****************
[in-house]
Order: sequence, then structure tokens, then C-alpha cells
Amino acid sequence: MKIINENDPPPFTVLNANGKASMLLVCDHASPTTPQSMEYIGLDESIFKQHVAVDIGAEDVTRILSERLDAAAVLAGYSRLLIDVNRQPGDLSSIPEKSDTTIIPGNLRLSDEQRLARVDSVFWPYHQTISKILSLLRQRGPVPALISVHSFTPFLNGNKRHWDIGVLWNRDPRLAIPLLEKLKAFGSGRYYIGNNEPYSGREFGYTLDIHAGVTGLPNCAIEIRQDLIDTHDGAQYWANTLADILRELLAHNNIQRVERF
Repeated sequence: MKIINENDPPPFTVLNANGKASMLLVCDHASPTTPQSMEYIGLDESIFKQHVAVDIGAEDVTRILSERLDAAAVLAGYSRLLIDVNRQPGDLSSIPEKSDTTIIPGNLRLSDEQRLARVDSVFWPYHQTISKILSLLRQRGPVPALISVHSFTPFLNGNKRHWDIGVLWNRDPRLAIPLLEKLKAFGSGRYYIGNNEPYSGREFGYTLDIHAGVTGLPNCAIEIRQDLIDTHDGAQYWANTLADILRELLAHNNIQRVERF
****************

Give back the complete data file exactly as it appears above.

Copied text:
[in-house]
Order: sequence, then structure tokens, then C-alpha cells
Amino acid sequence: MKIINENDPPPFTVLNANGKASMLLVCDHASPTTPQSMEYIGLDESIFKQHVAVDIGAEDVTRILSERLDAAAVLAGYSRLLIDVNRQPGDLSSIPEKSDTTIIPGNLRLSDEQRLARVDSVFWPYHQTISKILSLLRQRGPVPALISVHSFTPFLNGNKRHWDIGVLWNRDPRLAIPLLEKLKAFGSGRYYIGNNEPYSGREFGYTLDIHAGVTGLPNCAIEIRQDLIDTHDGAQYWANTLADILRELLAHNNIQRVERF
Repeated sequence: MKIINENDPPPFTVLNANGKASMLLVCDHASPTTPQSMEYIGLDESIFKQHVAVDIGAEDVTRILSERLDAAAVLAGYSRLLIDVNRQPGDLSSIPEKSDTTIIPGNLRLSDEQRLARVDSVFWPYHQTISKILSLLRQRGPVPALISVHSFTPFLNGNKRHWDIGVLWNRDPRLAIPLLEKLKAFGSGRYYIGNNEPYSGREFGYTLDIHAGVTGLPNCAIEIRQDLIDTHDGAQYWANTLADILRELLAHNNIQRVERF